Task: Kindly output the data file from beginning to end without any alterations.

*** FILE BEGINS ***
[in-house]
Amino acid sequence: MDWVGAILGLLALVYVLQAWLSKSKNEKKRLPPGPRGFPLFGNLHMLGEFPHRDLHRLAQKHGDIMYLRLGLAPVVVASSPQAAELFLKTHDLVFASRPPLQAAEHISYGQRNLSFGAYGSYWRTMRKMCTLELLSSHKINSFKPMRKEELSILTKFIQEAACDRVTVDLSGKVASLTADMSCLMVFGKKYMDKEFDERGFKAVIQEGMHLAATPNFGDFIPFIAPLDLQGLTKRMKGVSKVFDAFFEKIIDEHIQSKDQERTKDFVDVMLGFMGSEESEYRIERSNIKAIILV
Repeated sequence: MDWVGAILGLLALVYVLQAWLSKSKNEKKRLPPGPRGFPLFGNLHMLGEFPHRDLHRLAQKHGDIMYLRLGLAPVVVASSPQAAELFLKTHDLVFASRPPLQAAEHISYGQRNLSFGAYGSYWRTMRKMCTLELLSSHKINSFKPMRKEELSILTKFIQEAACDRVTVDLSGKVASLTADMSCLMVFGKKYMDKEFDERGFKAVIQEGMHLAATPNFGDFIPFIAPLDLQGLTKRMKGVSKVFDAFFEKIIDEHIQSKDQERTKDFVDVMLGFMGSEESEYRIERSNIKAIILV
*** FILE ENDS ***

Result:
[in-house]
Amino acid sequence: MDWVGAILGLLALVYVLQAWLSKSKNEKKRLPPGPRGFPLFGNLHMLGEFPHRDLHRLAQKHGDIMYLRLGLAPVVVASSPQAAELFLKTHDLVFASRPPLQAAEHISYGQRNLSFGAYGSYWRTMRKMCTLELLSSHKINSFKPMRKEELSILTKFIQEAACDRVTVDLSGKVASLTADMSCLMVFGKKYMDKEFDERGFKAVIQEGMHLAATPNFGDFIPFIAPLDLQGLTKRMKGVSKVFDAFFEKIIDEHIQSKDQERTKDFVDVMLGFMGSEESEYRIERSNIKAIILV
Repeated sequence: MDWVGAILGLLALVYVLQAWLSKSKNEKKRLPPGPRGFPLFGNLHMLGEFPHRDLHRLAQKHGDIMYLRLGLAPVVVASSPQAAELFLKTHDLVFASRPPLQAAEHISYGQRNLSFGAYGSYWRTMRKMCTLELLSSHKINSFKPMRKEELSILTKFIQEAACDRVTVDLSGKVASLTADMSCLMVFGKKYMDKEFDERGFKAVIQEGMHLAATPNFGDFIPFIAPLDLQGLTKRMKGVSKVFDAFFEKIIDEHIQSKDQERTKDFVDVMLGFMGSEESEYRIERSNIKAIILV